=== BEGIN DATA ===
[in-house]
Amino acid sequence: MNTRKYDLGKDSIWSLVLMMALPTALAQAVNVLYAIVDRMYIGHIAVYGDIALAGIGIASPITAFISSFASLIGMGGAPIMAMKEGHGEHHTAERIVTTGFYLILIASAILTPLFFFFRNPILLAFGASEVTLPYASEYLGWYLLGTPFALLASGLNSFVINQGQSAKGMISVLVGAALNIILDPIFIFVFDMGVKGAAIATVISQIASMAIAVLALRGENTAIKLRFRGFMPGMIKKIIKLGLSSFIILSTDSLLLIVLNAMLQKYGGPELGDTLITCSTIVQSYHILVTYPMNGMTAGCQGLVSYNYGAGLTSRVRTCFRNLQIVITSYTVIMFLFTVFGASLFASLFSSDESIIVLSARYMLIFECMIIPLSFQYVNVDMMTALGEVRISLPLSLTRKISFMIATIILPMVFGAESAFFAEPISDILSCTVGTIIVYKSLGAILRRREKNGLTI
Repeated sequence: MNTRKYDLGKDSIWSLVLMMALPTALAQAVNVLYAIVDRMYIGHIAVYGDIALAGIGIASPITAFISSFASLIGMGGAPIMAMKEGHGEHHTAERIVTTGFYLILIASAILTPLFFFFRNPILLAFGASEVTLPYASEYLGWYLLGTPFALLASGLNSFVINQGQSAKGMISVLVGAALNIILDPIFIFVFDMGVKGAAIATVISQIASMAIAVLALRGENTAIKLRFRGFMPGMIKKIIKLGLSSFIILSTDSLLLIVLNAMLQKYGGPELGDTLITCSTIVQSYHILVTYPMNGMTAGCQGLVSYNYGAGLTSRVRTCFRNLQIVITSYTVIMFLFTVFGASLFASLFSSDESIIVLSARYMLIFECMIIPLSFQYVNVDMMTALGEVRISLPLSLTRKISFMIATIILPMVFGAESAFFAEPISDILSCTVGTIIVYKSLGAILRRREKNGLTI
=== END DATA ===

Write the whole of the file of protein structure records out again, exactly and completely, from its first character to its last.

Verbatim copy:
[in-house]
Amino acid sequence: MNTRKYDLGKDSIWSLVLMMALPTALAQAVNVLYAIVDRMYIGHIAVYGDIALAGIGIASPITAFISSFASLIGMGGAPIMAMKEGHGEHHTAERIVTTGFYLILIASAILTPLFFFFRNPILLAFGASEVTLPYASEYLGWYLLGTPFALLASGLNSFVINQGQSAKGMISVLVGAALNIILDPIFIFVFDMGVKGAAIATVISQIASMAIAVLALRGENTAIKLRFRGFMPGMIKKIIKLGLSSFIILSTDSLLLIVLNAMLQKYGGPELGDTLITCSTIVQSYHILVTYPMNGMTAGCQGLVSYNYGAGLTSRVRTCFRNLQIVITSYTVIMFLFTVFGASLFASLFSSDESIIVLSARYMLIFECMIIPLSFQYVNVDMMTALGEVRISLPLSLTRKISFMIATIILPMVFGAESAFFAEPISDILSCTVGTIIVYKSLGAILRRREKNGLTI
Repeated sequence: MNTRKYDLGKDSIWSLVLMMALPTALAQAVNVLYAIVDRMYIGHIAVYGDIALAGIGIASPITAFISSFASLIGMGGAPIMAMKEGHGEHHTAERIVTTGFYLILIASAILTPLFFFFRNPILLAFGASEVTLPYASEYLGWYLLGTPFALLASGLNSFVINQGQSAKGMISVLVGAALNIILDPIFIFVFDMGVKGAAIATVISQIASMAIAVLALRGENTAIKLRFRGFMPGMIKKIIKLGLSSFIILSTDSLLLIVLNAMLQKYGGPELGDTLITCSTIVQSYHILVTYPMNGMTAGCQGLVSYNYGAGLTSRVRTCFRNLQIVITSYTVIMFLFTVFGASLFASLFSSDESIIVLSARYMLIFECMIIPLSFQYVNVDMMTALGEVRISLPLSLTRKISFMIATIILPMVFGAESAFFAEPISDILSCTVGTIIVYKSLGAILRRREKNGLTI